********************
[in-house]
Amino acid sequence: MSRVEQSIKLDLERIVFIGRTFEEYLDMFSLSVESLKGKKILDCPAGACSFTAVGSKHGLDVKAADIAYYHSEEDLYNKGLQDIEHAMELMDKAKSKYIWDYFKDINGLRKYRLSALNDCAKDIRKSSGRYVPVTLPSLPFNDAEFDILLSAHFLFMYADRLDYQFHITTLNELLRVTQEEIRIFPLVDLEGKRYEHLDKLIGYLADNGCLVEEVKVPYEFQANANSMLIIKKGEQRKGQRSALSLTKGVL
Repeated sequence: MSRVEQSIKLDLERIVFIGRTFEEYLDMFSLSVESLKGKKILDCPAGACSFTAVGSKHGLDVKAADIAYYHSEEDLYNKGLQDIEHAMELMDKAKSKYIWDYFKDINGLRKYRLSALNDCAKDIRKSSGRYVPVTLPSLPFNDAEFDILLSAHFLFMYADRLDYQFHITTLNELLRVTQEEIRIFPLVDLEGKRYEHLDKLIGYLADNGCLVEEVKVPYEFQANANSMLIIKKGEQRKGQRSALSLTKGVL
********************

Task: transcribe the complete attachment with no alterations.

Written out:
[in-house]
Amino acid sequence: MSRVEQSIKLDLERIVFIGRTFEEYLDMFSLSVESLKGKKILDCPAGACSFTAVGSKHGLDVKAADIAYYHSEEDLYNKGLQDIEHAMELMDKAKSKYIWDYFKDINGLRKYRLSALNDCAKDIRKSSGRYVPVTLPSLPFNDAEFDILLSAHFLFMYADRLDYQFHITTLNELLRVTQEEIRIFPLVDLEGKRYEHLDKLIGYLADNGCLVEEVKVPYEFQANANSMLIIKKGEQRKGQRSALSLTKGVL
Repeated sequence: MSRVEQSIKLDLERIVFIGRTFEEYLDMFSLSVESLKGKKILDCPAGACSFTAVGSKHGLDVKAADIAYYHSEEDLYNKGLQDIEHAMELMDKAKSKYIWDYFKDINGLRKYRLSALNDCAKDIRKSSGRYVPVTLPSLPFNDAEFDILLSAHFLFMYADRLDYQFHITTLNELLRVTQEEIRIFPLVDLEGKRYEHLDKLIGYLADNGCLVEEVKVPYEFQANANSMLIIKKGEQRKGQRSALSLTKGVL